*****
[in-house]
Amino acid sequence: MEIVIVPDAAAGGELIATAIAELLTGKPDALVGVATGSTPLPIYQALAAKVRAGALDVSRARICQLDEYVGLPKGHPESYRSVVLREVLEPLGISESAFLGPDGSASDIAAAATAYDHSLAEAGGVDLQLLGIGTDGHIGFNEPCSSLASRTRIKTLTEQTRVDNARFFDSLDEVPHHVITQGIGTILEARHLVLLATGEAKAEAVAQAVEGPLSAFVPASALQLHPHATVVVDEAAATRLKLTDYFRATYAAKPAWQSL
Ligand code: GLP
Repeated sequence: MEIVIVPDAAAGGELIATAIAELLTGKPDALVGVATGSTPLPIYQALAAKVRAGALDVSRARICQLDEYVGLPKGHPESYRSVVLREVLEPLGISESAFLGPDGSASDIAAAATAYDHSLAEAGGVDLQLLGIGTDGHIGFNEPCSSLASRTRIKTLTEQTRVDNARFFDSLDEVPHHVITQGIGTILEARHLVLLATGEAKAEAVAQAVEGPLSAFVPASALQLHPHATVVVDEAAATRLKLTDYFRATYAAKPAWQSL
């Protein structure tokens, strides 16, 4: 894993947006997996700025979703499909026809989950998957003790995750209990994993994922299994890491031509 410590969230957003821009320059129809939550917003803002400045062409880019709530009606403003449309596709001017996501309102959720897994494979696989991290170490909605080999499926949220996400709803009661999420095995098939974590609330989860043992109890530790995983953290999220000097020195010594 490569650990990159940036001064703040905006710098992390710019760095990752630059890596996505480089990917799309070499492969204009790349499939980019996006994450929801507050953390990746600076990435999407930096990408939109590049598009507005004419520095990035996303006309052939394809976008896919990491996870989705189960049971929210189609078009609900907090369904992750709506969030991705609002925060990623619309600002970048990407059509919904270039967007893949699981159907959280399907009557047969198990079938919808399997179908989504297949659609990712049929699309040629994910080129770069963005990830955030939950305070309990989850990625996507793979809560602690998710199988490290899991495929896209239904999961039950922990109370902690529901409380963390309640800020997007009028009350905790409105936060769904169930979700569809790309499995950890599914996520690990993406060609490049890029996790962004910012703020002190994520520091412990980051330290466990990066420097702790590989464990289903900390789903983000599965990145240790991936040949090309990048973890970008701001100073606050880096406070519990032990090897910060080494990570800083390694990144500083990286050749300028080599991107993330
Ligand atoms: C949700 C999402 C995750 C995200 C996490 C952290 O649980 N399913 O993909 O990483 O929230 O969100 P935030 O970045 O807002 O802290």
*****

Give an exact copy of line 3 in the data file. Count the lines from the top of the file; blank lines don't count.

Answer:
Ligand code: GLP